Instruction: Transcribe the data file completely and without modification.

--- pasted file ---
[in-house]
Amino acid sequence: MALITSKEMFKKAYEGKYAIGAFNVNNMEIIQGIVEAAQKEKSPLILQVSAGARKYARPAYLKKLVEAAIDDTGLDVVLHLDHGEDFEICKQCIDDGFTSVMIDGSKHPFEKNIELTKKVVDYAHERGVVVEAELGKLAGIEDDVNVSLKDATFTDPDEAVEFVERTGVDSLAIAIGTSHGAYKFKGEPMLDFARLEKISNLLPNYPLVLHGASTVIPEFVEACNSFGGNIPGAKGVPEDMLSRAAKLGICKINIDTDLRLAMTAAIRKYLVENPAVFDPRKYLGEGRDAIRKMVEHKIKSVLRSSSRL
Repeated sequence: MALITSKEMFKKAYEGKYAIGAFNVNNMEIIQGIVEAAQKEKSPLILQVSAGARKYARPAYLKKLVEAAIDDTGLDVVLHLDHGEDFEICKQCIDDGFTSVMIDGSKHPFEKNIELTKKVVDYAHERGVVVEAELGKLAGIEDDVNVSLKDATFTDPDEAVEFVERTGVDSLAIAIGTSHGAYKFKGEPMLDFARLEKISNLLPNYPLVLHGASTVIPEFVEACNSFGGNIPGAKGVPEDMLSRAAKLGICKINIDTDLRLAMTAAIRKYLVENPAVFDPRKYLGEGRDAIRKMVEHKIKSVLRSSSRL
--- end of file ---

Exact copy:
[in-house]
Amino acid sequence: MALITSKEMFKKAYEGKYAIGAFNVNNMEIIQGIVEAAQKEKSPLILQVSAGARKYARPAYLKKLVEAAIDDTGLDVVLHLDHGEDFEICKQCIDDGFTSVMIDGSKHPFEKNIELTKKVVDYAHERGVVVEAELGKLAGIEDDVNVSLKDATFTDPDEAVEFVERTGVDSLAIAIGTSHGAYKFKGEPMLDFARLEKISNLLPNYPLVLHGASTVIPEFVEACNSFGGNIPGAKGVPEDMLSRAAKLGICKINIDTDLRLAMTAAIRKYLVENPAVFDPRKYLGEGRDAIRKMVEHKIKSVLRSSSRL
Repeated sequence: MALITSKEMFKKAYEGKYAIGAFNVNNMEIIQGIVEAAQKEKSPLILQVSAGARKYARPAYLKKLVEAAIDDTGLDVVLHLDHGEDFEICKQCIDDGFTSVMIDGSKHPFEKNIELTKKVVDYAHERGVVVEAELGKLAGIEDDVNVSLKDATFTDPDEAVEFVERTGVDSLAIAIGTSHGAYKFKGEPMLDFARLEKISNLLPNYPLVLHGASTVIPEFVEACNSFGGNIPGAKGVPEDMLSRAAKLGICKINIDTDLRLAMTAAIRKYLVENPAVFDPRKYLGEGRDAIRKMVEHKIKSVLRSSSRL